Before you come to the farm, you should ask yourself:
- Do I like camping?
- Can I handle bathing with cold water?
- Do I like being in a new and unfamiliar culture?
- Do I feel comfortable sharing accommodations with people of a different culture?
- Can I eat just rice and beans for days on end?
If you answer "No" to any or all of those questions you should reconsider coming to the farm because you might find it difficult to be comfortable.
What You Should Bring With You
We recommend that you have:
- rubber boots
- clothing for both hot and cool weather (i.e. long pants, long sleeved shirts, sweaters)
- a sleeping bag
- towel, shampoo, soap, flip-flops
- sunscreen, hat
It also helps to have:
- bug spray (at leat 50% deet)
- your own pillow
- water purification tablets
- preferred foods
- working gloves
How to Get to the Farm
We are located in the North of Nicaragua. Approximately 1-1.5 hours by bus from Esteli. The bus that goes to the community of Sontule is called the "Camino Real" (see right) and departs from the "Cotran Norte" bus station on:
Mon, Tues, Thurs, and Fri at 13:40.
Saturday at 15:30.
Once on the bus just ask the driver to drop you at the "Finca de Adolfo y Martha."
The trip will cost you C$25 each in the dry season, and C$30 in the rainy season (from May to November). This is roughly $1-$1.50 US. A different road is used in the rainy season and will take ~2-3 hours.
Frequently Asked Questions
Q. What kind of work do farm volunteers do?
A. This depends entirely on the kind of work you would like to be involved in. There is always work to be done in the coffee plantation, but if you find that just 2 or 3 days a week doing this is enough, there are many other activities to engage in. Daily domestic activities are interesting to engage in (making tortillas from scratch, caring for the livestock etc.). In the morning, after bathing, we ask that you bring back some water from the well to use in the house. The family also has a vegetable garden that always needs some love and tending, one day a week dedicated to this would be a wonderful contribution.
Q. How is daily life on the farm?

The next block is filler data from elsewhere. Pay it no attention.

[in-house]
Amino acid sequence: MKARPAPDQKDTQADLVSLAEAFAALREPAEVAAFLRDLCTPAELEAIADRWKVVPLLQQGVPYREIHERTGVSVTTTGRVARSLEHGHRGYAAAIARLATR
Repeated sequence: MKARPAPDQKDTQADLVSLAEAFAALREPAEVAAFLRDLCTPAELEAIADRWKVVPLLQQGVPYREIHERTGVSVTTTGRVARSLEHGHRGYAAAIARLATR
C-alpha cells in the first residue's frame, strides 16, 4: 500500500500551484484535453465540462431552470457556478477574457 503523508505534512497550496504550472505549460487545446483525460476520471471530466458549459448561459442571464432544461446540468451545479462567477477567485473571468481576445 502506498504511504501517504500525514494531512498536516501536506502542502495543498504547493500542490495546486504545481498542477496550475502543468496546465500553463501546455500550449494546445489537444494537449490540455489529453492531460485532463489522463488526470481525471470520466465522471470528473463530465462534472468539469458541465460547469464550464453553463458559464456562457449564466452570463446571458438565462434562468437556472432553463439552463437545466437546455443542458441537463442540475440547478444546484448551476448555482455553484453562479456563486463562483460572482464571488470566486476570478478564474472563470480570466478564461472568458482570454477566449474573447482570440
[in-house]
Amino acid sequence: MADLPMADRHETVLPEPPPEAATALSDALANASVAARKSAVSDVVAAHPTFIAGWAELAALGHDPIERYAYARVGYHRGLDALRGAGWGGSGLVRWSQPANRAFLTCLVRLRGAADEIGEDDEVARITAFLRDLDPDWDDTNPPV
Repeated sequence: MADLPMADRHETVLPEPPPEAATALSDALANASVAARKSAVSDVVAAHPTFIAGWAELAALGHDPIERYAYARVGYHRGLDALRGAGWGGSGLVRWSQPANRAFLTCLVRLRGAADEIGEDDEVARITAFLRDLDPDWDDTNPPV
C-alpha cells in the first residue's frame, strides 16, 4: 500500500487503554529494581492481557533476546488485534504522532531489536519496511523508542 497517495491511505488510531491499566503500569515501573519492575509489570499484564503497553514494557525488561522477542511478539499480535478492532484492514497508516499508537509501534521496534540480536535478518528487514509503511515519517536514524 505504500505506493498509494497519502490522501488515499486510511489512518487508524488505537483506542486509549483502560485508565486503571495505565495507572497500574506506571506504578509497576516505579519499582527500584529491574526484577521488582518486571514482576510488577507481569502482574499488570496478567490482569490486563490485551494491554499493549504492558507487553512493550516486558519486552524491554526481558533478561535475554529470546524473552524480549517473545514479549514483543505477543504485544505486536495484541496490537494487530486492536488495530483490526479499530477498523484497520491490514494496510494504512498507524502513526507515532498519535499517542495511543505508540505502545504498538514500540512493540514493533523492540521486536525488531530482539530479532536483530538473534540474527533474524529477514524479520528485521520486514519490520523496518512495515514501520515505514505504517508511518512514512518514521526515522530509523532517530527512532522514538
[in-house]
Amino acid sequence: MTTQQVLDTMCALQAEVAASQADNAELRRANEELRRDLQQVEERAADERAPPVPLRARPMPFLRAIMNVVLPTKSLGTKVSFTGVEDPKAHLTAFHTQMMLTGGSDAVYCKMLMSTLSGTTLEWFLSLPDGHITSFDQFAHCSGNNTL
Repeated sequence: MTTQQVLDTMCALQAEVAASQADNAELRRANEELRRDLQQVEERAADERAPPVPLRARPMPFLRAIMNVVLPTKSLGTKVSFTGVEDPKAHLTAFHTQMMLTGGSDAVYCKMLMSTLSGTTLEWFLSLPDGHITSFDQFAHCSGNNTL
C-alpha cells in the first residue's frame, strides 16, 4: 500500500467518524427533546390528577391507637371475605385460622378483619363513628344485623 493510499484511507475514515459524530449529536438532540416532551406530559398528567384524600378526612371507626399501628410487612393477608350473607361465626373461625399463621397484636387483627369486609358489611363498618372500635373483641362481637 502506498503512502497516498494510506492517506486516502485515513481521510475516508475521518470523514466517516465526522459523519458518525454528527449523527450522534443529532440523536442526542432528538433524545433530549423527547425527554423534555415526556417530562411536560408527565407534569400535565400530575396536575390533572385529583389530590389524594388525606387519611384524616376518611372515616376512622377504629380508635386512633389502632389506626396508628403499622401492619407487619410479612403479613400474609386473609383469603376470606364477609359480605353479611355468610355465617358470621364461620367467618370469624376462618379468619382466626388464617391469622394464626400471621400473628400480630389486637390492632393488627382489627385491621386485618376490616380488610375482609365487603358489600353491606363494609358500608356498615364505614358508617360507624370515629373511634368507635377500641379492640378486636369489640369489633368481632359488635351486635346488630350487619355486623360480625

A. Every day there are a number of chores that must be done: fetching water from the well, preparing all the food for the day (corn for tortillas, rice, beans and vegetables), tending to the vegetable patch, and foremost, work on the coffee plantation will usually take up about 5-6 hours of a person's day (see above for types of activities according to month). Most of the physical labour is done in the early morning until the early afternoon. By mid-afternoon there is usually a rest time and evening is spent listening to music, talking or dancing.
Beyond these daily activities, however, the day-to-day life will vary considerably throughout the year. Sometimes there is maintenance that needs to be done on the well (cleaning it) or on the house. Sometimes there is fencing that needs to be repaired. Another major aspect of life there is involvement with the community. Each family in Sontule is just one part of the larger community and there are lots of ways to get involved in the community. The family members are all involved in community activities like skill-building workshops and the politics of the cooperatives so every week there is at least one meeting to attend. On Sundays, for example, some of the family members will play baseball. Saturdays are usually spent studying. Volunteers are welcome to tag along or actively engage in any of the activities the family participates in, and should feel
Q. How is community life on the farm and in the village?